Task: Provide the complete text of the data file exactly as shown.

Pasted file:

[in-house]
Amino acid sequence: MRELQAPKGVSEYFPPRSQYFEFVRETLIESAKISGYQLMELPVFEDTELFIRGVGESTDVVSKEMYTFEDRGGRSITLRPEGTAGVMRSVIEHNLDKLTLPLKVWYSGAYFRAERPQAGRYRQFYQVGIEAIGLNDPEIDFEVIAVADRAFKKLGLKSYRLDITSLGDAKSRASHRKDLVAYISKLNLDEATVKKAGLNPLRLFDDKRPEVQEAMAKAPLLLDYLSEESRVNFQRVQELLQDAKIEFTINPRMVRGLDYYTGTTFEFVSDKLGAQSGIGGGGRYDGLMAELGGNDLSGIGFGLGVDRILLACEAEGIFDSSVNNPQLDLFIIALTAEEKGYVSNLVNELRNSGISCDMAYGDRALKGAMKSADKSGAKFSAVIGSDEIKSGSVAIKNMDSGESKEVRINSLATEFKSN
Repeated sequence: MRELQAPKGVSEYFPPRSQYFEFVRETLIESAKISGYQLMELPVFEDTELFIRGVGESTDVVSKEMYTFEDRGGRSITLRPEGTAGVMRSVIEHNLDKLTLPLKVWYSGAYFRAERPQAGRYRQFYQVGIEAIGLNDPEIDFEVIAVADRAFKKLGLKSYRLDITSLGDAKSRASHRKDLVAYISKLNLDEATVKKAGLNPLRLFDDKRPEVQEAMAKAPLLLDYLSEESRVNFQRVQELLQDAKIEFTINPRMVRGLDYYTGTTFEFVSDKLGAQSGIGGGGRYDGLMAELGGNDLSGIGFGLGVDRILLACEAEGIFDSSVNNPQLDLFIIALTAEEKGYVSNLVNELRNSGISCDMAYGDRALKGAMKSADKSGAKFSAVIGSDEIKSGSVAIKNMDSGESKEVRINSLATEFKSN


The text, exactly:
[in-house]
Amino acid sequence: MRELQAPKGVSEYFPPRSQYFEFVRETLIESAKISGYQLMELPVFEDTELFIRGVGESTDVVSKEMYTFEDRGGRSITLRPEGTAGVMRSVIEHNLDKLTLPLKVWYSGAYFRAERPQAGRYRQFYQVGIEAIGLNDPEIDFEVIAVADRAFKKLGLKSYRLDITSLGDAKSRASHRKDLVAYISKLNLDEATVKKAGLNPLRLFDDKRPEVQEAMAKAPLLLDYLSEESRVNFQRVQELLQDAKIEFTINPRMVRGLDYYTGTTFEFVSDKLGAQSGIGGGGRYDGLMAELGGNDLSGIGFGLGVDRILLACEAEGIFDSSVNNPQLDLFIIALTAEEKGYVSNLVNELRNSGISCDMAYGDRALKGAMKSADKSGAKFSAVIGSDEIKSGSVAIKNMDSGESKEVRINSLATEFKSN
Repeated sequence: MRELQAPKGVSEYFPPRSQYFEFVRETLIESAKISGYQLMELPVFEDTELFIRGVGESTDVVSKEMYTFEDRGGRSITLRPEGTAGVMRSVIEHNLDKLTLPLKVWYSGAYFRAERPQAGRYRQFYQVGIEAIGLNDPEIDFEVIAVADRAFKKLGLKSYRLDITSLGDAKSRASHRKDLVAYISKLNLDEATVKKAGLNPLRLFDDKRPEVQEAMAKAPLLLDYLSEESRVNFQRVQELLQDAKIEFTINPRMVRGLDYYTGTTFEFVSDKLGAQSGIGGGGRYDGLMAELGGNDLSGIGFGLGVDRILLACEAEGIFDSSVNNPQLDLFIIALTAEEKGYVSNLVNELRNSGISCDMAYGDRALKGAMKSADKSGAKFSAVIGSDEIKSGSVAIKNMDSGESKEVRINSLATEFKSN